Chris Shiflett's 'Walking the Floor' Podcast: Parker Millsap - Rolling Stone
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Parker Millsap Talks Bad Singers, Speaking in Tongues on Chris Shiflett’s Podcast

“I was surrounded by people who really are terrible singers,” says the songwriter, who was raised in the Pentecostal church

Chris Shiflett's 'Walking the Floor' podcastChris Shiflett's 'Walking the Floor' podcast

Parker Millsap is the guest on a new episode of Chris Shiflett's podcast 'Walking the Floor.'

James Coreas*

Fresh off a quick solo tour through Europe, Chris Shiflett returned to his podcasting duties with a new episode of Walking the Floor with Parker Millsap. Not that their conversation was entirely new: Shiflett says he culled the episode from his “backlog” of recordings, having sat down with the Oklahoma-reared singer-songwriter in November. Besides discussing Millsap’s more recent LP, 2018’s Other Arrangements, and their shared love of S.E. Hinton’s The Outsiders, here are five things we learned from the musicians’ chat.

Millsap learned his finger-picking style from Travis Linville, with whom he took guitar lessons as a teenager.
“I’d never seen anybody do that, so the first lesson I was like, ‘What’s that thing on your hand?'” Millsap recalls. Most of his learning, however, came while he was in school: “I was in high school at the time, so I had one of those spiral notebooks. I just took the bottom six spirals and spaced them out to about a guitar string spacing, and during class I’d keep my thumb pick and just [play],” he says, imitating the noise of a guitar. “So I was practicing finger-picking patterns all through high school on my binder.”

The Pentecostal church put Millsap in touch with the higher power of music.
“In the Pentecostal church there’s this interesting thing that happens where it sometimes seems like the goal is for the preacher not to have to preach,” says Millsap, who got his start playing music by performing in the church. “It’d start out with some hymns and at the end of 30 minutes people would be going insane, speaking in tongues. It really opened me up to, like, this is a deeper power, and this always happens during the music part. People don’t speak in tongues during the sermon part. People get really worked up and have these spiritual, one-on-one connections with this greater thing during the music part.”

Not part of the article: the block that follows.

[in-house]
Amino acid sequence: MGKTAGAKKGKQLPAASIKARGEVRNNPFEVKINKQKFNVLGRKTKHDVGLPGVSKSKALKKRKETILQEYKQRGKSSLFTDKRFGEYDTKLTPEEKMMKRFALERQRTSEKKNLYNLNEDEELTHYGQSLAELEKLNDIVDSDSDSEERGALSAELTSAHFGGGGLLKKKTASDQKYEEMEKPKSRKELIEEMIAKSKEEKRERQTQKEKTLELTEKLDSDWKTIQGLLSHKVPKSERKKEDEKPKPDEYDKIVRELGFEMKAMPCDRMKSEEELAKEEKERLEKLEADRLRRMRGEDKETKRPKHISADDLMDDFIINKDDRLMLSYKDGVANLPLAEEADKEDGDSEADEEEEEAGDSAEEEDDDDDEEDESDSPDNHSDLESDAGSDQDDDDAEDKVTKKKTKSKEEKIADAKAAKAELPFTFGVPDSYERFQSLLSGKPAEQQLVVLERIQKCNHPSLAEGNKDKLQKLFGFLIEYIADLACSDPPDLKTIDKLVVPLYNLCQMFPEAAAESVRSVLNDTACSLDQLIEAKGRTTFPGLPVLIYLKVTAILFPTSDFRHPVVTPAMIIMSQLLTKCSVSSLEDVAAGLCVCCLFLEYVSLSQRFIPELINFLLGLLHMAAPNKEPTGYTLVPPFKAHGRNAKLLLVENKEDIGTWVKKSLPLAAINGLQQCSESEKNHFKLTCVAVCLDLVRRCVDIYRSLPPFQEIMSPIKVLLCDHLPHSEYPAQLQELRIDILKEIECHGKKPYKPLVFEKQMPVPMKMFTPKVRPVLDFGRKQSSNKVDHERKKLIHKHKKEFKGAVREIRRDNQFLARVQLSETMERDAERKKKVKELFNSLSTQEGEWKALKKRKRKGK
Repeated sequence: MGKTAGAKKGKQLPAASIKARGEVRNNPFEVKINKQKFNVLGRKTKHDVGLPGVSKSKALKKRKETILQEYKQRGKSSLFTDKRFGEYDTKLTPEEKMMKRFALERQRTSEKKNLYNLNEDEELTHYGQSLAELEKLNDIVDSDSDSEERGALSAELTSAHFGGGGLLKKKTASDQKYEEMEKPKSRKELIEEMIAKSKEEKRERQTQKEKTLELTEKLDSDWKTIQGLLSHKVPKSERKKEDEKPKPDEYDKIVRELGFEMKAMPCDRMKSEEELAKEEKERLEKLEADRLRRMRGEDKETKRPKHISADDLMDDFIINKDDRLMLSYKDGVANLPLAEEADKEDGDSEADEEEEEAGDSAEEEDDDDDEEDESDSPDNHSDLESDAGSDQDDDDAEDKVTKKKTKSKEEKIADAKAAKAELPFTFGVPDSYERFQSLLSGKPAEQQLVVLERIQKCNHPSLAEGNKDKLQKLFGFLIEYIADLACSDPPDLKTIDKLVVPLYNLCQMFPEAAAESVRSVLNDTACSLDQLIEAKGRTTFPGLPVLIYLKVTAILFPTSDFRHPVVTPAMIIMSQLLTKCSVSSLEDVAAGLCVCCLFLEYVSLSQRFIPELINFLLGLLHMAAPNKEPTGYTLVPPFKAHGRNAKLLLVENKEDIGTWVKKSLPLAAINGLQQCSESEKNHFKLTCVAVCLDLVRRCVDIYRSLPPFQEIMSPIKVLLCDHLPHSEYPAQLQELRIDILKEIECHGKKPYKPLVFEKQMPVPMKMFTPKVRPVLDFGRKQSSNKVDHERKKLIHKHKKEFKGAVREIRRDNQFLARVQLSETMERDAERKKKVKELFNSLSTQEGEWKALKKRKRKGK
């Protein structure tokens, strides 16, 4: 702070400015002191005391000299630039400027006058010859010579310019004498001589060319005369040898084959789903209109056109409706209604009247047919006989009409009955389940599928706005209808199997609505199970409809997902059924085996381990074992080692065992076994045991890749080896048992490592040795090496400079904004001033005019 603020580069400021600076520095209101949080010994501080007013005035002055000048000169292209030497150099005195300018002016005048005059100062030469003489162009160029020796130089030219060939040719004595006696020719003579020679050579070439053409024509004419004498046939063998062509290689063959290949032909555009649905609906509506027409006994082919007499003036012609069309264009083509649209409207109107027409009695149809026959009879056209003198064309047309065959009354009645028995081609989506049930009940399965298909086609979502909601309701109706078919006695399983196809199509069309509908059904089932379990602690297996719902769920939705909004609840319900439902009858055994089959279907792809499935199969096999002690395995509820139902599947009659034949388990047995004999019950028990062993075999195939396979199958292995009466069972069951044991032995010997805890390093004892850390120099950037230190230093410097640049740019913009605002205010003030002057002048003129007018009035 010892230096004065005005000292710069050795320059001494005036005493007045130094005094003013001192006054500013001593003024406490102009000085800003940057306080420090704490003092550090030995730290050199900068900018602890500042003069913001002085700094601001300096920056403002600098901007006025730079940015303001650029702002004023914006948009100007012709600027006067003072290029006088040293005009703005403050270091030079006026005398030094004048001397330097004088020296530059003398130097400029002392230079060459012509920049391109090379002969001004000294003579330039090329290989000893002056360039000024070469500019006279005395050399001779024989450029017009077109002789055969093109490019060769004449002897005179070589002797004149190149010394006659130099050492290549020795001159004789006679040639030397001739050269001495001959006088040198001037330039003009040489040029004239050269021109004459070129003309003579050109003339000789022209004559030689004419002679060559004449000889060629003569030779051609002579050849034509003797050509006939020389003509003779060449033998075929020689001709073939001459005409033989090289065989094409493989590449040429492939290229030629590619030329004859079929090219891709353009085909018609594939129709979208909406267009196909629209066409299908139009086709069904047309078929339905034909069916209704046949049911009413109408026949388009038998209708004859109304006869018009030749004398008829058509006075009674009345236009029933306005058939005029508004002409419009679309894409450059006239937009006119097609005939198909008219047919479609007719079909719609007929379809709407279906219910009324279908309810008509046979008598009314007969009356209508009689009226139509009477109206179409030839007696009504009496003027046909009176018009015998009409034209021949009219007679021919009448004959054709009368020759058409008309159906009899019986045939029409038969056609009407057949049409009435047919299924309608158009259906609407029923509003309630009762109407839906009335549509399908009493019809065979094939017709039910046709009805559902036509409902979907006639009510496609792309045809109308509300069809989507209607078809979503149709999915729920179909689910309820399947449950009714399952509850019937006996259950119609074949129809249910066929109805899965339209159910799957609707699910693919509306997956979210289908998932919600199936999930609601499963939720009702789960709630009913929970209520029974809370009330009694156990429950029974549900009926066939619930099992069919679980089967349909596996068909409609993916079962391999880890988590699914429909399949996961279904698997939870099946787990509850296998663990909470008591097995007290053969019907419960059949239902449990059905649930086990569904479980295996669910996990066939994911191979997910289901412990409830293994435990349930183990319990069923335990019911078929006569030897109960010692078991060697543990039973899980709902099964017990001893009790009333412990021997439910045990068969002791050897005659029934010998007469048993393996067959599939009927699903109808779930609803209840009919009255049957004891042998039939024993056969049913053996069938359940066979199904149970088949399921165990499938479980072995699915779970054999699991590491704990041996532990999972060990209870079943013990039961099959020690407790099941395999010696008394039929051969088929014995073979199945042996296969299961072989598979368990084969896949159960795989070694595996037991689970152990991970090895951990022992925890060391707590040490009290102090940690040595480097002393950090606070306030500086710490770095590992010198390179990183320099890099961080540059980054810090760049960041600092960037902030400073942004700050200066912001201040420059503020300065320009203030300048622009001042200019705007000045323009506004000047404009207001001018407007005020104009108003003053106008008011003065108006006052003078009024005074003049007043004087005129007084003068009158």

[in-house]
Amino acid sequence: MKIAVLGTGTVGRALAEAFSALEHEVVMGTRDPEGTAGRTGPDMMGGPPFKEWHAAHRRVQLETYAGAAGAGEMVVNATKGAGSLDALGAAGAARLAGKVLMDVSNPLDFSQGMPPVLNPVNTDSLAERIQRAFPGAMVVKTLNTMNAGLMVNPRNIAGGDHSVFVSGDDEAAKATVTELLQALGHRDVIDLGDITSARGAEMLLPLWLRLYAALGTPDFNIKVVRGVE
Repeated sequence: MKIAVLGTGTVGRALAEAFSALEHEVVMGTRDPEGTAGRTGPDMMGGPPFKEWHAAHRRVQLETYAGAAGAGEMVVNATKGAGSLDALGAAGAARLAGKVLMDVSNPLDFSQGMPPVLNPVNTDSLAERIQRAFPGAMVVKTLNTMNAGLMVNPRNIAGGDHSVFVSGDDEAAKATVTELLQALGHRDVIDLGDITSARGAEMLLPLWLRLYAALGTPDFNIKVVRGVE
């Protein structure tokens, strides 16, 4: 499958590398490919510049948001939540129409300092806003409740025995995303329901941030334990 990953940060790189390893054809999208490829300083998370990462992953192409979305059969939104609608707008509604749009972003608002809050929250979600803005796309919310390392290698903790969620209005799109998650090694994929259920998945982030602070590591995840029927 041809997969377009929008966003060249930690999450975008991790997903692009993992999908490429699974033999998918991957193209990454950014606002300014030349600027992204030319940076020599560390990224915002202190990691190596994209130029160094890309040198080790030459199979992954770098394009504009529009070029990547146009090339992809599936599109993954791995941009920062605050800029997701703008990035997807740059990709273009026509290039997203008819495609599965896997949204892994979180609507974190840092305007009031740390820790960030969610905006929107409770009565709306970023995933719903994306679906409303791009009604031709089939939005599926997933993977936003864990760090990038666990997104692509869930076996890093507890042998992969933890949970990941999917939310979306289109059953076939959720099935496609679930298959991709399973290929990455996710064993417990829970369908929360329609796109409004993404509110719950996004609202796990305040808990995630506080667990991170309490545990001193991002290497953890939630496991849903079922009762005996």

Church also trained him to appreciate an un-processed singing voice.
“So much of the singing voices we hear are heavily processed, they’re super processed, and they’re perfect,” Millsap observes. But that wasn’t the case in the church: “I was surrounded by people who really are terrible singers — but they’re not doing it to be good at singing, they’re doing it for a higher power, a spiritual purpose. It comes across as really beautiful. I got used to hearing these kinda fucked-up voices, but I’d be going, ‘Oh, that’s great. What a cool voice.'”

Millsap may not listen to much country, but he loves the Rolling Stones.
“I love singers that make you laugh and make you cry, the whole emotional range, because that’s what music is capable of. Mick [Jagger]’s great at that — being sassy and then sounding like an old man,” Millsap says, adding that “the Stones doing country is some of my favorite country.” Beyond that, his tastes tend to be a little more regional specific. “A lot of the other things I listen are singer-songwriters. I think of them as singer-songwriters, but other people think of them as country — Lyle Lovett and Robert Earl Keen, these Texas dudes,” he says.

Elton John invited Millsap to sing with him in London thanks to Rosanne Cash.
“The Elton story is one of those things that sounds like a bunch of namedropping,” Millsap says of the time he joined John at Apple Music Fest in 2016. “Rosanne Cash was at some fancy person dinner party that Elton was at and had a copy of my record and gave it to Elton, or played some of it at the dinner party. A month or two later I got an email from his people basically like, ‘Hey ,Elton likes your record. Do you want to come perform in London?'” Millsap sums up the experience as both “crazy” and “insane.”

In This Article: Chris Shiflett, Parker Millsap


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